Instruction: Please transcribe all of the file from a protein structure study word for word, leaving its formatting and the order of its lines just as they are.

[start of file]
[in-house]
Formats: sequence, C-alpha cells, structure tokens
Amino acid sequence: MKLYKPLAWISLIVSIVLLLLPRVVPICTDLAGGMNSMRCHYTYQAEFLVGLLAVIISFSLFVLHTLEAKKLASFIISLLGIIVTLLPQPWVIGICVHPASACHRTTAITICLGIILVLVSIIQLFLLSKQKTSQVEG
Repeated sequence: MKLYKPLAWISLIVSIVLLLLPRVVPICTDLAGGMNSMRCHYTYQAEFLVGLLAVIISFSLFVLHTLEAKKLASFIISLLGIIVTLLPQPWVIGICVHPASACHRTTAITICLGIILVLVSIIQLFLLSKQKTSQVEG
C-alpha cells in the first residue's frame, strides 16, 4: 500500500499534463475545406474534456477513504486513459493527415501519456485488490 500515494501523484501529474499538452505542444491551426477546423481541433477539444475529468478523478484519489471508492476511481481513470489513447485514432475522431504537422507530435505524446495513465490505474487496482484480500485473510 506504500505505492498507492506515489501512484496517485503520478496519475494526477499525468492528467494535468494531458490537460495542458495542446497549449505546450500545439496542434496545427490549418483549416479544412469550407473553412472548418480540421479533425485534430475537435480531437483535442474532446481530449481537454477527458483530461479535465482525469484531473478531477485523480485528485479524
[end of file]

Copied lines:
[in-house]
Formats: sequence, C-alpha cells, structure tokens
Amino acid sequence: MKLYKPLAWISLIVSIVLLLLPRVVPICTDLAGGMNSMRCHYTYQAEFLVGLLAVIISFSLFVLHTLEAKKLASFIISLLGIIVTLLPQPWVIGICVHPASACHRTTAITICLGIILVLVSIIQLFLLSKQKTSQVEG
Repeated sequence: MKLYKPLAWISLIVSIVLLLLPRVVPICTDLAGGMNSMRCHYTYQAEFLVGLLAVIISFSLFVLHTLEAKKLASFIISLLGIIVTLLPQPWVIGICVHPASACHRTTAITICLGIILVLVSIIQLFLLSKQKTSQVEG
C-alpha cells in the first residue's frame, strides 16, 4: 500500500499534463475545406474534456477513504486513459493527415501519456485488490 500515494501523484501529474499538452505542444491551426477546423481541433477539444475529468478523478484519489471508492476511481481513470489513447485514432475522431504537422507530435505524446495513465490505474487496482484480500485473510 506504500505505492498507492506515489501512484496517485503520478496519475494526477499525468492528467494535468494531458490537460495542458495542446497549449505546450500545439496542434496545427490549418483549416479544412469550407473553412472548418480540421479533425485534430475537435480531437483535442474532446481530449481537454477527458483530461479535465482525469484531473478531477485523480485528485479524